The general welfare clause refers to the intent of the Constitution as a whole; it is not a blank check for federal power. If so, it would contradict many other parts of the document, especially the 9th and 10th amendments. The federal government is established for the general welfare, etc. etc., but it still bound by its founding document and certainly is not allowed to justify any action as being for the general welfare. Get it?

    The supremacy clause only applies to enumerated powers and where they conflict with the general government power of the states. Read the 10th amendment.

    “Pragmatically, if all of the means for implementing the explicit powers were listed, then we would not be able to understand or embrace the document;”

    All of the means for implementing the enumerated powers are not listed, but the actual powers that the government is permitted to carry into effect ARE listed.

  • nmeagent 05/22/2011 7:45pm

    Also, why would the founders deliberately enumerate roughly a baker’s dozen specific powers, explicitly leave EVERYTHING ELSE to the states and/or the people, yet subvert everything with a commerce clause that allows nearly limitless power?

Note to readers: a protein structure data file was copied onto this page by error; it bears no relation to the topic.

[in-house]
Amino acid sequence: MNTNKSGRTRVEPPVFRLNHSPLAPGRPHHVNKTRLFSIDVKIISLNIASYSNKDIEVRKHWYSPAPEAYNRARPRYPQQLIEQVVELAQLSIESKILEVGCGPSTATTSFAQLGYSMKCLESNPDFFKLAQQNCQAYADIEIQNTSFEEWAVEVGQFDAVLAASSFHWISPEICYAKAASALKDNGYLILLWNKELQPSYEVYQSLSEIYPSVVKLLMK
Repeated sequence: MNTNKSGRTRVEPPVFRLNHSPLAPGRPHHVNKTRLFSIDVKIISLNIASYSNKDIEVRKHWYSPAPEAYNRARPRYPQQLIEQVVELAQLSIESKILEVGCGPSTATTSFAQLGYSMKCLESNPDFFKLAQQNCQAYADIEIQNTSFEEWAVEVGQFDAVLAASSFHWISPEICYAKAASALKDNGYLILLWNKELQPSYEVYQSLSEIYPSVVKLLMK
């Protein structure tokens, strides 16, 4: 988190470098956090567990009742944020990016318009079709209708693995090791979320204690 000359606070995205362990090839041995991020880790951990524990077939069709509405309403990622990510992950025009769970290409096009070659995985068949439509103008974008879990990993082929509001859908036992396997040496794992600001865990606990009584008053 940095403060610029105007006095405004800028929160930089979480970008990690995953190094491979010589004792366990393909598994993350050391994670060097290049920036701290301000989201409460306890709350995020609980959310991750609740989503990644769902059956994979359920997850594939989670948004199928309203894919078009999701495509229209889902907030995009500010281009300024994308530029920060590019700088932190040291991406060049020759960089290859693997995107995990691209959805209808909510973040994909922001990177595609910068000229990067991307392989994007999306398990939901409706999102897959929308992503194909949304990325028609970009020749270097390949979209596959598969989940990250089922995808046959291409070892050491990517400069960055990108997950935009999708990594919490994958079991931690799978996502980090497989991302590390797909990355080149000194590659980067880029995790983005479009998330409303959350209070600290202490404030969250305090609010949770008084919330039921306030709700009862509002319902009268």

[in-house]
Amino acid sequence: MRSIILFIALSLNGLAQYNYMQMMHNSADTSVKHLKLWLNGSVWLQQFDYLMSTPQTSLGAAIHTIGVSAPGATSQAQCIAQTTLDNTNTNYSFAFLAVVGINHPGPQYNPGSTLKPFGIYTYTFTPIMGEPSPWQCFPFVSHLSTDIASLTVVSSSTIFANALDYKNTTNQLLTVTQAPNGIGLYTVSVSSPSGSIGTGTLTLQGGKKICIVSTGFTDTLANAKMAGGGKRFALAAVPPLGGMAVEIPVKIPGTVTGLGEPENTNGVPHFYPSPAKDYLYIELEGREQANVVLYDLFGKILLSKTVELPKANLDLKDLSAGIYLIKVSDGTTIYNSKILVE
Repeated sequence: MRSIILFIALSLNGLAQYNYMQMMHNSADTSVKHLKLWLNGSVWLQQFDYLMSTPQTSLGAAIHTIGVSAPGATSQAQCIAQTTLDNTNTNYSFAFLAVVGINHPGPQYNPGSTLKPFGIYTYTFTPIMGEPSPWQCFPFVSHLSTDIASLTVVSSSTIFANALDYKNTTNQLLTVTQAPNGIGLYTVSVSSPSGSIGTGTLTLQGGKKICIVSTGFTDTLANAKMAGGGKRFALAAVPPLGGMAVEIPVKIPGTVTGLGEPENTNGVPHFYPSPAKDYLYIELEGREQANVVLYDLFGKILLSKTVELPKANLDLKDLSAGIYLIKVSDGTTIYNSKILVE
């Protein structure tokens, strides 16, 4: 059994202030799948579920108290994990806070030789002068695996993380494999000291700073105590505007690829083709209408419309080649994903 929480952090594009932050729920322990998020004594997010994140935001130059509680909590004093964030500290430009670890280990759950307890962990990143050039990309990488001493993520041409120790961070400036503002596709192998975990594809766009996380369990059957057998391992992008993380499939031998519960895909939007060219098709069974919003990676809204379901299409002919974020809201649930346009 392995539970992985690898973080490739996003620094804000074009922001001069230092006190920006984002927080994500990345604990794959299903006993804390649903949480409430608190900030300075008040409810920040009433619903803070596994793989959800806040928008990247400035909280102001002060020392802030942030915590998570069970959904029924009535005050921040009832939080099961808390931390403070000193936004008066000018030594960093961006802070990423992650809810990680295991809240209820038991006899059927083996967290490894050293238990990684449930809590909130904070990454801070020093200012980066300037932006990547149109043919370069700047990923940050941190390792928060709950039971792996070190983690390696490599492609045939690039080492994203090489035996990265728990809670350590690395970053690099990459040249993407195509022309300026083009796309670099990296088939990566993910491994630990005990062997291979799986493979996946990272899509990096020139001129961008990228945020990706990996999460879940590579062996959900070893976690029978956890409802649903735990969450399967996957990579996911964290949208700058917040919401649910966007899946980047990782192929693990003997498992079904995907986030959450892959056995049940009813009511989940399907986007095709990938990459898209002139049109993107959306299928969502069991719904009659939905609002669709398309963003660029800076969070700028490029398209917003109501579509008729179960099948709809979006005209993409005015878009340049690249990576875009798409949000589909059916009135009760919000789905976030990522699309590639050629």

• luminous 05/22/2011 8:16pm

    The general welfare clause isn’t in the forward, or some place listed as a general description of the document, it is in article 1 section. 8. right along with the other enumerated powers, to say that line magically doesn’t apply or is somehow separate is plain ignorance.

    Nor does it contradict other parts of the document, the 9,10th amendments don’t limit powers already given in the document to the federal government, they give powers to the states/person in area’s not listed or specified otherwise in the document.

    “yet subvert everything with a commerce clause that allows nearly limitless power?”

    The commerce clause is hardly limitless power, but it is more far reaching then likely your ideology would prefer.

  • nmeagent 05/22/2011 8:44pm

    Sometimes people refer to the instance of general welfare in the preamble when they say “general welfare clause”. You’re right, it’s also mentioned in Article I, Section 8:

    “The Congress shall have Power To lay and collect Taxes, Duties, Imposts and Excises, to pay the Debts and provide for the common Defence and general Welfare of the United States; …”